Phillips de Pury’s London Evening sale will feature works from the Valencia collection. The day sale is a single owner auction. Besides some information on the lots (included below) Phillips offers very little explanation for what’s in the sale. Maybe that’s because the deadline for the sale just closed yesterday. Maybe more will come out in coming weeks:
Ilia & Emilia Kabakov’s, The Painting on an the Easel, 1998, estimated at £400,000-600,000. The Painting on an Easel is a powerful manifestation of Kabakov’s ability to question the history of artistic practice and challenge the traditional perspective. The painting appears to be effortlessly positioned at eye level, it shows a landscape: an idyllic Russian village on a summer’s day. However, typical to Kabakov it’s not what it seems and the viewer’s eye is pushed beyond the realm of the canvas to the easel that is suspended from the ceiling. The subject matter and the painting itself thus appears to lose substance or meaning as an object of contemplation and instead takes on an air of the unlikely or the absurd, the impossible existence of an ‘ideal’ Soviet landscape. To Kabakov, the installation aspect in The Painting on an Easel is the most important Installation aspect very important. The easel emphasizes the flatness of the painting and yet joined together, the three-dimensional element is difficult to ignore, as it allows the work to be viewed from all angles.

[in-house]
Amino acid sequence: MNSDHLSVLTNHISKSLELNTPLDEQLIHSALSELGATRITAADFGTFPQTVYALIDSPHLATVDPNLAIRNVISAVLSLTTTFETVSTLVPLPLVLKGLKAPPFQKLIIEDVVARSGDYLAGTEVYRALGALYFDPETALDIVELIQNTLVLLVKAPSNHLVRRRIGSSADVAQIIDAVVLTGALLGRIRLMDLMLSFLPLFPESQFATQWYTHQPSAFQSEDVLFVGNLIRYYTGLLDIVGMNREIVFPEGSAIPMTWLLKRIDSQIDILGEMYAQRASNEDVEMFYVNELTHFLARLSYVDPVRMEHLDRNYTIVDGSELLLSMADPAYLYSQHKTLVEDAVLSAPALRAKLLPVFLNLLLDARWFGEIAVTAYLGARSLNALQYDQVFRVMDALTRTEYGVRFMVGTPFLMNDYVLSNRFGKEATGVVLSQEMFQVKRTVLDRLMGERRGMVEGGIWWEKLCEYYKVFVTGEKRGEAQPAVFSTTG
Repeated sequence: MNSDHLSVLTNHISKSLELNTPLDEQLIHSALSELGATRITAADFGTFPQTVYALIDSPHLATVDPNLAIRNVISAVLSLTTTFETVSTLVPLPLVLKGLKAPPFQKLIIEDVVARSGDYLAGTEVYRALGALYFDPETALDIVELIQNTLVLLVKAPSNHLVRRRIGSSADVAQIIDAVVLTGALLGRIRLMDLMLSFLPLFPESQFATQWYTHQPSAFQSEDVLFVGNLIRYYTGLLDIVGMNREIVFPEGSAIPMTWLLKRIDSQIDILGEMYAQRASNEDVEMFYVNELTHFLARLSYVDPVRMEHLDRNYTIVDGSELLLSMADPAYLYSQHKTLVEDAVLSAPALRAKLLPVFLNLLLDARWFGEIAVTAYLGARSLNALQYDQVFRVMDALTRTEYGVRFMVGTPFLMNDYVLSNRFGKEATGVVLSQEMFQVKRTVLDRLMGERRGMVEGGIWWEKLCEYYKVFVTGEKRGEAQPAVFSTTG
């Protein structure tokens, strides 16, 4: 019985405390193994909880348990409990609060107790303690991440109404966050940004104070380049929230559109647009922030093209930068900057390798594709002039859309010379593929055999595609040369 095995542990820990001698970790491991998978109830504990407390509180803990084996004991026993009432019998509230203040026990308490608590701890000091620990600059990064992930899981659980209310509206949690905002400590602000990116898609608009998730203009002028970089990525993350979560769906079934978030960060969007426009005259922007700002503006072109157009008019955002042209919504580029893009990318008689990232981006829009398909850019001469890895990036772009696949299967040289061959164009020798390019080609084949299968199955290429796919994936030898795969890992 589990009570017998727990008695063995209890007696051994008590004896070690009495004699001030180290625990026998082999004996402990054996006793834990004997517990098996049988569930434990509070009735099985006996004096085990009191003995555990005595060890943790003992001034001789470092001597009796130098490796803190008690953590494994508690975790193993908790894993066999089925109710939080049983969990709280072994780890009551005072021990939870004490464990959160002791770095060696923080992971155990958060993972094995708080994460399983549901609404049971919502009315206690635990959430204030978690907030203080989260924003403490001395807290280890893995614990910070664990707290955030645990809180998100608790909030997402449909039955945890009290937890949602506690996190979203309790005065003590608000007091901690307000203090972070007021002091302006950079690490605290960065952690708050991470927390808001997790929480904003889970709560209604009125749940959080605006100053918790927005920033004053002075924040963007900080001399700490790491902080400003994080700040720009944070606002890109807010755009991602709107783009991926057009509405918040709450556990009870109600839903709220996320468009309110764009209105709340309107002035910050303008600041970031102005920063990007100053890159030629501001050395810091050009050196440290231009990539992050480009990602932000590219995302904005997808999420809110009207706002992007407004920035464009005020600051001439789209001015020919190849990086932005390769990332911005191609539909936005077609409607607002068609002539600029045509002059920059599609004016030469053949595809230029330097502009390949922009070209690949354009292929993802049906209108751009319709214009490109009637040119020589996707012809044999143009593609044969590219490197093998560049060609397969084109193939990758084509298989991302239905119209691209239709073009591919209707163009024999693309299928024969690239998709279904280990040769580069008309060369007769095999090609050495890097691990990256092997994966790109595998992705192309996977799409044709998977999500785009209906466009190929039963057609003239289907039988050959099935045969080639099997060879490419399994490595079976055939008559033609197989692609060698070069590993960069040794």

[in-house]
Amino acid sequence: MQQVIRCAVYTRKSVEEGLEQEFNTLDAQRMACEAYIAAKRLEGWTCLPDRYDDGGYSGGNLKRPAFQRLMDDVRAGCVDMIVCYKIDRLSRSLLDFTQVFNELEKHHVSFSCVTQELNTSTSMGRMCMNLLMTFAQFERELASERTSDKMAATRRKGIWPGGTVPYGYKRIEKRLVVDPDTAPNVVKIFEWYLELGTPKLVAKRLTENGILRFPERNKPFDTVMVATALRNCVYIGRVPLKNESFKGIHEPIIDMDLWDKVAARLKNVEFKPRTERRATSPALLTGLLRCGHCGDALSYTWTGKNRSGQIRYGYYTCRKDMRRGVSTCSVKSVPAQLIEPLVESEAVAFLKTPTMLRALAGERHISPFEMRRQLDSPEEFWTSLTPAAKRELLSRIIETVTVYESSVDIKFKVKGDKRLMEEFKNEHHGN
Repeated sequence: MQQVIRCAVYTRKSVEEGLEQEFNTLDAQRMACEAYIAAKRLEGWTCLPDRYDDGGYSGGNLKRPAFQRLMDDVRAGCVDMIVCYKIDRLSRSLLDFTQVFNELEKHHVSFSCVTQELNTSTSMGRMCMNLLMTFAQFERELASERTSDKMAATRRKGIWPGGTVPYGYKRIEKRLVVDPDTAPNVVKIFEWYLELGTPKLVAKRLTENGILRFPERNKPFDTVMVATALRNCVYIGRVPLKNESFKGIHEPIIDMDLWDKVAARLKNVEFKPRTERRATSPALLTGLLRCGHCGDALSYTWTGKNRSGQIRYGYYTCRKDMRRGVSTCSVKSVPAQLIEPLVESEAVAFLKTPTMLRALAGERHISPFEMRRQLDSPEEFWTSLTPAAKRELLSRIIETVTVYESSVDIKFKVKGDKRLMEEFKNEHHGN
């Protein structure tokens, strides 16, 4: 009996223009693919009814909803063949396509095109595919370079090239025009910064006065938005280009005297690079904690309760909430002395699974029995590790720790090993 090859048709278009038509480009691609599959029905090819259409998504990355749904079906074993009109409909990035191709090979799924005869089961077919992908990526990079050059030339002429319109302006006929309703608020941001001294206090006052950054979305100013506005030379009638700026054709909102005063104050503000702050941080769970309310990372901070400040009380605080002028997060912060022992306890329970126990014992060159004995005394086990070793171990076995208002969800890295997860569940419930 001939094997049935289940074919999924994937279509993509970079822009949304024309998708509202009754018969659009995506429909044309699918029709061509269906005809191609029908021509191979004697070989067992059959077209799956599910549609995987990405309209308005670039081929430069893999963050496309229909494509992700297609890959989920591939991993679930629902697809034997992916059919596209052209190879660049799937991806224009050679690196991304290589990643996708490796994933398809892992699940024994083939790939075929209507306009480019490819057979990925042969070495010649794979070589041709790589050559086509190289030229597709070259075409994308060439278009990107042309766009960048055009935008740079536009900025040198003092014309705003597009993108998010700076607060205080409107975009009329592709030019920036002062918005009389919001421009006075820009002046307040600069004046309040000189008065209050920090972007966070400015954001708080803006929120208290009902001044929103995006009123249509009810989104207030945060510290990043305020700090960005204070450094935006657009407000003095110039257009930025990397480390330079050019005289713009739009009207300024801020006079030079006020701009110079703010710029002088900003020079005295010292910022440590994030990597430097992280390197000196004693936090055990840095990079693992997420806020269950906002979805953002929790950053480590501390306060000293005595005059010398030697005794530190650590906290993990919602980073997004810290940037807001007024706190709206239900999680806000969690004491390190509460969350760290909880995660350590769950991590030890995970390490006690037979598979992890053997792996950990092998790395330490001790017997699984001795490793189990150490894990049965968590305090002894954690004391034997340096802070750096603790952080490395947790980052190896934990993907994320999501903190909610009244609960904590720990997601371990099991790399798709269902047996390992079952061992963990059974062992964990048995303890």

Rudolph Stingel’s, Untitled, 2002, estimated at £300,000-500,000. Over the last three decades, Rudolf Stingel has built an impressive oeuvre demystifying the idea of the work of art and the creation process. Stingel challenges the viewer to reconsider their preconceived notions about what constitutes a legitimate source of art through the very act of its origin and creation. He challenges the idea of the hand of the artist by including others in the creation process in some of his works. Clearly influenced by Arte Povera, Stingel turns on its head the traditional structure of painting by using ordinary ubiquitous materials to create objects of fine art. The present lot is the result of a performative installation in which members of the public were allowed to deface the surface of temporary Celotex walls installed in public spaces. The resulting destruction and accumulation was then fragmented into many segments and then reassembled as a finished work of art to be exhibited in a gallery or museum. The additive and subtractive marks found across Stingel’s reflective surfaces become poignant tableaux of contemporary life elevating the mundane and the everyday to high art.